7. Cook 2 hours or until peas are done.
8. Fold in coconut milk (or combine 2 cups unsweetened coconut flakes with 2 cups boiling water, blend, let sit, drain through cheesecloth and use that liquid)
May 28, 2009
One of the last things I do with almost everything I make is to tumble them. Jewelry is placed in a tumbler with water, shot, and a burnishing agent and it comes out harder and shinier and gives your pieces a nice "finished" look (if that makes sense). I have a single barrel Lortone.
And I use 2 pounds of stainless steel shot that has a mixture of shapes. I think the little pin shapes are important for getting into tight spaces, but some people say they leave little marks on flat pieces (I've never had that problem). Stainless steel is good so that it doesn't become a rusty mess, and I think the easiest way to store it is in water.
So I pour my shot into a sieve and then pour it into the tumbler barrel. Put your jewelry pieces in and add water so that it just covers the shot.
Everyone has their own favorite burnishing agent. Dawn is popular, but I think you have to use the original Dawn, which is really hard to find. You can also purchase burnishing compound. I personally like to use flakes of Ivory soap. I just use a cheese grater to shred it into a container so I have it on hand. I put in probably something around 1-2 tablespoons of shavings.
Now making sure that the lip of the barrel is dry, fit the inner lid so that it sits snugly into the barrel. If the area where these two pieces touch is wet, you're not going to get a good seal, and you'll most likely have leaking.
The washer goes on next, and then twist the little nut on. Not too loose, or it will work its way off, but not too tight or it will distort the inner lid and break the seal.
That's it! You can tumble for any length of time, depending on what you're tumbling and what you're trying to accomplish. I tumble almost everything overnight. Then you just drain your shot and admire your jewelry!
So here's an earring that's done. It's hardened the ear wire portion so that it's still flexible but not flimsy, and gives the whole piece a nice polished, smooth look. It's especially nice for my hand-sawn pieces so that the edges are perfectly smooth.
Tumbling is NOT a final step and is not going to do major finishing work or take out scratches. It WILL harden your pieces, give them a nice shiny glow, and make your jewelry look better. After tumbling, I do my final finish on the piece. I use progressively finer grits to sand them and then progressively finer polishes. If the final piece is to be shiny, then I'm done. If I want to do a matte, satin, or brushed finish, that actually happens after I bring the piece to a decent polish to be sure that there are no scratches. Just because a piece is brushed doesn't mean I want a scratch lurking in there!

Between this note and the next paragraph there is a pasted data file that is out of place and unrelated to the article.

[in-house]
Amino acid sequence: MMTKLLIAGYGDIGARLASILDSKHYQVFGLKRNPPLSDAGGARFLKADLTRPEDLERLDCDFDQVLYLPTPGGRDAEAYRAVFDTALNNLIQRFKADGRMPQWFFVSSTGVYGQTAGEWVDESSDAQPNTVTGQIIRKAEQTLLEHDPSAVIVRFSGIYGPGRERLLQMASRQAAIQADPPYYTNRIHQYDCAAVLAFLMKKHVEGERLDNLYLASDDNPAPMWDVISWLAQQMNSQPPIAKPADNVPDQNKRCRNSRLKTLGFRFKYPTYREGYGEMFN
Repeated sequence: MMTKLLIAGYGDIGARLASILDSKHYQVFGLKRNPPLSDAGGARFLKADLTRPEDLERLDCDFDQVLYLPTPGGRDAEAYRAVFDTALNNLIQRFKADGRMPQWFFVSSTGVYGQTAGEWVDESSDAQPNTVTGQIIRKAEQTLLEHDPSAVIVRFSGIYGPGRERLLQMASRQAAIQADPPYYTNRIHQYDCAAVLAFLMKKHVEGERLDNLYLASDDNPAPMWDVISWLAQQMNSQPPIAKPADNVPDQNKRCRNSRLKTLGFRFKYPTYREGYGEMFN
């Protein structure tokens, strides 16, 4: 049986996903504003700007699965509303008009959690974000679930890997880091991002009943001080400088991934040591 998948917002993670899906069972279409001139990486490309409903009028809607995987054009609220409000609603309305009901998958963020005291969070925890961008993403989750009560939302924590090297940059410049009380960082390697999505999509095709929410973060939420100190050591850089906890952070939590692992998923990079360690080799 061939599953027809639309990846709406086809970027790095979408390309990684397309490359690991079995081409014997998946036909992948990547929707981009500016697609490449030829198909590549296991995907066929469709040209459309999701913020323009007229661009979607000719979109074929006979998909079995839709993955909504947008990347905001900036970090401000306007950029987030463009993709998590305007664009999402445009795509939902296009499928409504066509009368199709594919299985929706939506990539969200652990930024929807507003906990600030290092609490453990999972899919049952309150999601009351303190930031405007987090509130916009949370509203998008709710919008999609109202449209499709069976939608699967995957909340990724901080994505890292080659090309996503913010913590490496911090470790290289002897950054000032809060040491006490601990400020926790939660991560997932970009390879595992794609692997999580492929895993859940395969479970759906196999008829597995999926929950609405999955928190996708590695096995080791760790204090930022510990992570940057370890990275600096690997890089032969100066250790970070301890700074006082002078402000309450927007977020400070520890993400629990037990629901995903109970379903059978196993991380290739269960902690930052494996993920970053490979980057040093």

Definitely a must-have for any jewelry studio. :)
May 26, 2009
Last week I posted a review of the FURminator after using it on Lars. I was shocked at how much fur came off of him, since he's not usually the one who sheds. That would be Wilson. He apparently has been genetically-engineered to propel hair up to 12 feet in order to make sure I arrive at work with some on me, despite my best efforts to avoid him in the morning.
He's also a little high-strung, often ornery, sometimes elusive, and always defiant. And he hates to be brushed. So I decided to introduce him gradually and used the FURminator on him for just a couple minutes each day. A week later, I have a pile of hair and a surprisingly tolerant Wilson.
And he's not only tolerating it, but I think he's also liking it!
Lars had to examine my haul.
So, to sum it up...
Removes a lot of hair
Potential for bald spots if you're not careful
I'm pretty picky and generally unimpressed by most products, but this is one that got by me. :) I'd definitely recommend it!
May 25, 2009
I started on a new earring design the other day and thought I would try to take some photos of the process. Some of them turned out better than others. :)
So first I draw my design on the sterling silver sheet. In this case the outer shape was pretty simple, so I just wanted to get them both cut out first without worrying too much about the design.
Using the first one I had cut out, I traced the outline for doing a second one. Using a jeweler's saw, I cut that one out as well.
So now that I have both earring blanks, I cut out the portion of both to create the posts of the earrings.
Now it's time to drill the holes. In each space that needs to be removed, I use a flexshaft to pierce a tiny hole. I like to tape the piece down on a scrap piece of wood to keep it stable. I usually dip my bit into the pro-cut in the photo, which helps maintain the life of your bit, lubricates, and makes the hole easier to pierce.
So now that I have my holes drilled, I remove the blade of my saw from the upper portion of the saw frame and thread the blade through the hole.
After re-fastening the blade to the frame, I saw out the portion that needs to be removed. You might notice I changed my design from what I had drawn at the beginning. :)
I repeat the process to pierce out all of the pieces of the design. I then draw the design on the second piece and do it again.
Here I have both cut out. You maybe can't tell, but the one on the left has had some initial sanding done. You can see that the edges don't look quite as raw and sharp as the one on the right.
Here's my helper, Lars. Stay tuned for their trip to the tumbler.